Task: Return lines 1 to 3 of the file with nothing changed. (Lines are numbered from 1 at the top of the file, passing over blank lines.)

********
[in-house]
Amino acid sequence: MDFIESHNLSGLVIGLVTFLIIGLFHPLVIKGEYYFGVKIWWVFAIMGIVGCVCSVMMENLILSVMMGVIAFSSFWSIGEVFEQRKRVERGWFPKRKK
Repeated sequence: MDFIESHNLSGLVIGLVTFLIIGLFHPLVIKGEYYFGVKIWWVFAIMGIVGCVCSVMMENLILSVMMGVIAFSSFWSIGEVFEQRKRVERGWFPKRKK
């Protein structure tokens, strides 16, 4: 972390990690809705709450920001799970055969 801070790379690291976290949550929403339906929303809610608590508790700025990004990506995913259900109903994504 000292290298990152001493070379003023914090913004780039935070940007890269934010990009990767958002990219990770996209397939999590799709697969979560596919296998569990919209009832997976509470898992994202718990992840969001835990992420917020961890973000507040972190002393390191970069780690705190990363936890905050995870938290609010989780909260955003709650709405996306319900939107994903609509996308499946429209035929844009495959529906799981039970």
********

[in-house]
Amino acid sequence: MDFIESHNLSGLVIGLVTFLIIGLFHPLVIKGEYYFGVKIWWVFAIMGIVGCVCSVMMENLILSVMMGVIAFSSFWSIGEVFEQRKRVERGWFPKRKK
Repeated sequence: MDFIESHNLSGLVIGLVTFLIIGLFHPLVIKGEYYFGVKIWWVFAIMGIVGCVCSVMMENLILSVMMGVIAFSSFWSIGEVFEQRKRVERGWFPKRKK